"It's spring fever. That is what the name of it is. And when you've got it, you want—oh, you don't quite know what it is you do want, but it just fairly makes your heartache, you want it so!"
― Mark Twain
"Do you remember the Shire, Mr. Frodo? It'll be spring soon. And the orchards will be in blossom. And the birds will be nesting in the hazel thicket. And they'll be sowing the summer barley in the lower fields... and eating the first of the strawberries with cream. Do you remember the taste of strawberries?"
― J.R.R. Tolkien, The Return of the King
I love transitional seasons. Being born in April, I think I am hard-wired to love spring (with fall being a close second). Granted, it won't officially be spring for another two weeks(Spring Equinox); I can feel it coming. In the Christian/ western tradition, spring equals new beginnings, rebirth, and nature's awakening.
Personally, it is easier for me to wake up in the mornings, to get outdoors for a dose of sun, and to stay up later; I feel more productive.
I guess the Turkish Ministry of Education agrees with me. Monday, all grades will start back to in-person school. I will teach in the classroom two days a week (hybrid model). More than 50% of the students have signed up for in-person learning (it has been a year since they have been in the classroom). As I am sure many of you know there are still many unanswered questions, and there will be many issues that arise as we start.
As many reach the first anniversary of this modern Pandemic, remember to wash your hands well and often, wear your mask correctly, and watch for SCIENTIFIC updates.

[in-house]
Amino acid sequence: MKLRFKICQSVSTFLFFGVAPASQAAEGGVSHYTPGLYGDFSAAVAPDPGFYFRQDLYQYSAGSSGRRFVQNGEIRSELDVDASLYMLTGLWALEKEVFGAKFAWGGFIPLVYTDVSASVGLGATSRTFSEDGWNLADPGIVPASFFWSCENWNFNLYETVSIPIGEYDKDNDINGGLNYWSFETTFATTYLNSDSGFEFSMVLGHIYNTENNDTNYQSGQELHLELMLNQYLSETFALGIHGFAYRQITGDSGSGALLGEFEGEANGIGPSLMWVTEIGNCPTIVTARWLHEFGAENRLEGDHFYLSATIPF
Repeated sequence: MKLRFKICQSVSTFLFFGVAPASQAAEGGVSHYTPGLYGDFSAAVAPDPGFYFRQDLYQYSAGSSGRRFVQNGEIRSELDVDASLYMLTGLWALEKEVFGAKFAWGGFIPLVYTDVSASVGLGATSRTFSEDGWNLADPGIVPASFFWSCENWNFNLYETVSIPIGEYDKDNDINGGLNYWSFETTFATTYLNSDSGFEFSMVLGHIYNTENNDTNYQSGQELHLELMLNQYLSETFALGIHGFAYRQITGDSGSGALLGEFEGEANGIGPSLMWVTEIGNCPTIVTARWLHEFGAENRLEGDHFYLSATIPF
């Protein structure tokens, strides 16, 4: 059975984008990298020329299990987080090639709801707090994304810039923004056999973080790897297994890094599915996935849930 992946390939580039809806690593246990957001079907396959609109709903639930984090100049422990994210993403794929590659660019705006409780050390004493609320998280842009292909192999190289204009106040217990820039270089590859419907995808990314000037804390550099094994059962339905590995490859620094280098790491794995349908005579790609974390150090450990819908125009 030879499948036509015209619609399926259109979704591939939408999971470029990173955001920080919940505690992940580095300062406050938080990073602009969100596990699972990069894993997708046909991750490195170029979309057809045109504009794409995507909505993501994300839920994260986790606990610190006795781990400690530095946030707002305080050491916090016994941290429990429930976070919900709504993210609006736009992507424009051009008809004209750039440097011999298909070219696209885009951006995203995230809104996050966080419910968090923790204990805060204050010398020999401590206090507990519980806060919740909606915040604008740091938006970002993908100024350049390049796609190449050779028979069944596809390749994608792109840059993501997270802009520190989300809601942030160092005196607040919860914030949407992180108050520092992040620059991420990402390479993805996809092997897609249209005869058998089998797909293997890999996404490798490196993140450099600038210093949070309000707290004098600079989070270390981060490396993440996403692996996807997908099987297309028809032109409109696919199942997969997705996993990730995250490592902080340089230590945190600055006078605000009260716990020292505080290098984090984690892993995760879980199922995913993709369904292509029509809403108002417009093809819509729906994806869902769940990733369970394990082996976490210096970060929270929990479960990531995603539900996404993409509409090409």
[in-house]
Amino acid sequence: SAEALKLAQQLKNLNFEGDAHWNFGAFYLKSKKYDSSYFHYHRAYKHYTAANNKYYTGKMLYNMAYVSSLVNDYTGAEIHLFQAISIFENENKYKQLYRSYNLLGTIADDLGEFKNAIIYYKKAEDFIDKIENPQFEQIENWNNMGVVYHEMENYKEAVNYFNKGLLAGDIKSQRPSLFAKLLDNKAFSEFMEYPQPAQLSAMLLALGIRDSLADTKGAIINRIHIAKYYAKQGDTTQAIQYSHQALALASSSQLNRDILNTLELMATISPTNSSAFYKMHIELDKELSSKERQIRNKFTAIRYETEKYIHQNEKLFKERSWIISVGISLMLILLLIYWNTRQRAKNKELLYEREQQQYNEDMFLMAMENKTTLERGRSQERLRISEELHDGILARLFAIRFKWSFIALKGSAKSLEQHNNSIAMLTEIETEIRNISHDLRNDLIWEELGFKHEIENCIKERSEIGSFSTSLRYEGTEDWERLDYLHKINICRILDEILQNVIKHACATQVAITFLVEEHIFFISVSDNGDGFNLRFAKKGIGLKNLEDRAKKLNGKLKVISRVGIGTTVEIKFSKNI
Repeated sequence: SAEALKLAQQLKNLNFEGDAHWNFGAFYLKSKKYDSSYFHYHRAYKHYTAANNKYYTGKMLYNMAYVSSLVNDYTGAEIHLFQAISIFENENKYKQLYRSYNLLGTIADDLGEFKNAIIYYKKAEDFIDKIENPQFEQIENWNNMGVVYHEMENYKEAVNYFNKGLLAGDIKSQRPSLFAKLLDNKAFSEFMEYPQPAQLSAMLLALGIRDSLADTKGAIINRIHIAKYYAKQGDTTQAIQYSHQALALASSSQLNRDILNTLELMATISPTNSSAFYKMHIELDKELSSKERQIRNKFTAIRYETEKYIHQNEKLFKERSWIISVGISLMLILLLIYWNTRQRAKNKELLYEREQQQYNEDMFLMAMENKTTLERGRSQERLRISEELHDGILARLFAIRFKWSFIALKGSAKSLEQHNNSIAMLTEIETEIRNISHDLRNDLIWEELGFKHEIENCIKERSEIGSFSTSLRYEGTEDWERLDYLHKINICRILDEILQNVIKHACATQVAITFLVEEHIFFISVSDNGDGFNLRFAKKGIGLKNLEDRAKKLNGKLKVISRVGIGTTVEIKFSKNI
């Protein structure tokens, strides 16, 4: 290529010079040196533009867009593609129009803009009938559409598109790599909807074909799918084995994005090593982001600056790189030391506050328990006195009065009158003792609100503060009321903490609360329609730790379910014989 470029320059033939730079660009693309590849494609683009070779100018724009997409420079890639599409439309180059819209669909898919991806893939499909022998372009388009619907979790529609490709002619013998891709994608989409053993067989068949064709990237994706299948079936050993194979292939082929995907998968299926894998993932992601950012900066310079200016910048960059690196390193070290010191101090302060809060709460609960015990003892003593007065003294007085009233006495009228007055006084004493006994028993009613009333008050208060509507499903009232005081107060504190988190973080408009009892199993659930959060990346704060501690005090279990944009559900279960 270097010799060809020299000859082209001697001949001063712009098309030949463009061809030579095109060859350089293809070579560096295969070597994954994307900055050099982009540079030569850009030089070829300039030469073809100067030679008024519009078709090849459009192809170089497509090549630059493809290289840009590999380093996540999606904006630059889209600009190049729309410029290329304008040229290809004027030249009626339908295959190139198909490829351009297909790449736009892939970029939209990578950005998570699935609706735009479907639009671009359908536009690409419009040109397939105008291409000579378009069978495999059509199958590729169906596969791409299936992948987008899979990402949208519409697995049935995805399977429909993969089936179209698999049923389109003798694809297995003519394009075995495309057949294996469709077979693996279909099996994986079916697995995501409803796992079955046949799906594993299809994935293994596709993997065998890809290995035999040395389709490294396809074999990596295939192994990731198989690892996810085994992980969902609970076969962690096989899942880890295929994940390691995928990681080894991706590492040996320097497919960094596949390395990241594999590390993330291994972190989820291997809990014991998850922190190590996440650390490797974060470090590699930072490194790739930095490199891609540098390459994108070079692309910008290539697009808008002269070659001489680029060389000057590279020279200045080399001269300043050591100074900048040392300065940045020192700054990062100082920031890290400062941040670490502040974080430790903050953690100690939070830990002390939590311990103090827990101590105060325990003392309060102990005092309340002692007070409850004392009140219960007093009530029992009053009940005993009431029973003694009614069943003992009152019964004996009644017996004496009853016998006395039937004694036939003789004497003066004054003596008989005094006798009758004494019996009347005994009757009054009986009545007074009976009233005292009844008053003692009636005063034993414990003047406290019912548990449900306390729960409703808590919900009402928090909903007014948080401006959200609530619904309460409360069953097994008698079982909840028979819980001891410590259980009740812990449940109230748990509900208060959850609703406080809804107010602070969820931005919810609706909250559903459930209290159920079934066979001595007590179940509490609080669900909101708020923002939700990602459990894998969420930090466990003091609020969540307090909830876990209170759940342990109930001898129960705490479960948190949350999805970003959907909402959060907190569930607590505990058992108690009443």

Wow! It's been quite a while, and so much has happened in the world since September 2019 (my last post). I almost don't know where to start.
I am the mother of a high school graduate (Class of 2020). Yeah! But he was unable to attend his chosen university (boo! Pandemic). So he decided to take a gap year (which I think makes him sound very posh). He has used this year to continue to work on his art skills. He's taking French classes in preparation for making his move (name it and claim it) to an art academy there. In the next month or so, he should be hearing back from the schools.
We no longer live and China. We are now residents of Turkey. I am attempting to learn Turkish (we will see how it goes). I know some of you may be thinking that I decided to leave China because of Co-Vid19, but the decision to move to Turkey was made before the outbreak. Moving across the world (twice during a pandemic) was a bit daunting. We made it safely with no significant incident (canceled flights and long layovers aside).
Being a teacher at a new school in a new country is always a challenge. And I sure picked a doozy of a year to make the change. This past year has been tough (to say the least). I have yet to meet my students properly. It has been challenging building relationships with the kids, their parents, and even my fellow teachers.
This school year has been very isolating for everyone. I try to give every child the time to talk, share jokes, and show pets. In Turkey, children (and the elderly) are on a much stricter lockdown (only allowed out during a four-hour window). Not only are kids not getting social interactions from school it is also much more difficult for them to engage with people outside of their households. The word on the street is starting next month; some grades will start back with in-person school (families may decide to opt-out), but this may change.
I'm off to finish dinner.
Be smart, stay safe, and I wish you good health.
A teacher from the United States of America, currently teaching abroad. I teach science to middle and high school students. I enjoy reading and doing nerd things.